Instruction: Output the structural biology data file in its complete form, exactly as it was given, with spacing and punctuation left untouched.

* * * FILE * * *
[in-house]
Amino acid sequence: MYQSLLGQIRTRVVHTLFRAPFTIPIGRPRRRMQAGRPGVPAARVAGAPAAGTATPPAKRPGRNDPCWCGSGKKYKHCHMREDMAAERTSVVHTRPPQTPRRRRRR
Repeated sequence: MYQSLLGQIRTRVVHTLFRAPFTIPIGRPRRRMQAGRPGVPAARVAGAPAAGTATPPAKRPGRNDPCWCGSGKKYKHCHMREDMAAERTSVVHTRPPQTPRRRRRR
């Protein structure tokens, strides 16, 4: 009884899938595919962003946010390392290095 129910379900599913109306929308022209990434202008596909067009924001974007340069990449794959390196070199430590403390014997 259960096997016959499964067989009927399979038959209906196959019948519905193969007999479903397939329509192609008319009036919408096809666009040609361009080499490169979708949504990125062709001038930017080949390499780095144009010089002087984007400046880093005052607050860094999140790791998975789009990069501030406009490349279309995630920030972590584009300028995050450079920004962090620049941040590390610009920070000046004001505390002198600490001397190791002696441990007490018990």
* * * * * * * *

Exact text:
[in-house]
Amino acid sequence: MYQSLLGQIRTRVVHTLFRAPFTIPIGRPRRRMQAGRPGVPAARVAGAPAAGTATPPAKRPGRNDPCWCGSGKKYKHCHMREDMAAERTSVVHTRPPQTPRRRRRR
Repeated sequence: MYQSLLGQIRTRVVHTLFRAPFTIPIGRPRRRMQAGRPGVPAARVAGAPAAGTATPPAKRPGRNDPCWCGSGKKYKHCHMREDMAAERTSVVHTRPPQTPRRRRRR
């Protein structure tokens, strides 16, 4: 009884899938595919962003946010390392290095 129910379900599913109306929308022209990434202008596909067009924001974007340069990449794959390196070199430590403390014997 259960096997016959499964067989009927399979038959209906196959019948519905193969007999479903397939329509192609008319009036919408096809666009040609361009080499490169979708949504990125062709001038930017080949390499780095144009010089002087984007400046880093005052607050860094999140790791998975789009990069501030406009490349279309995630920030972590584009300028995050450079920004962090620049941040590390610009920070000046004001505390002198600490001397190791002696441990007490018990």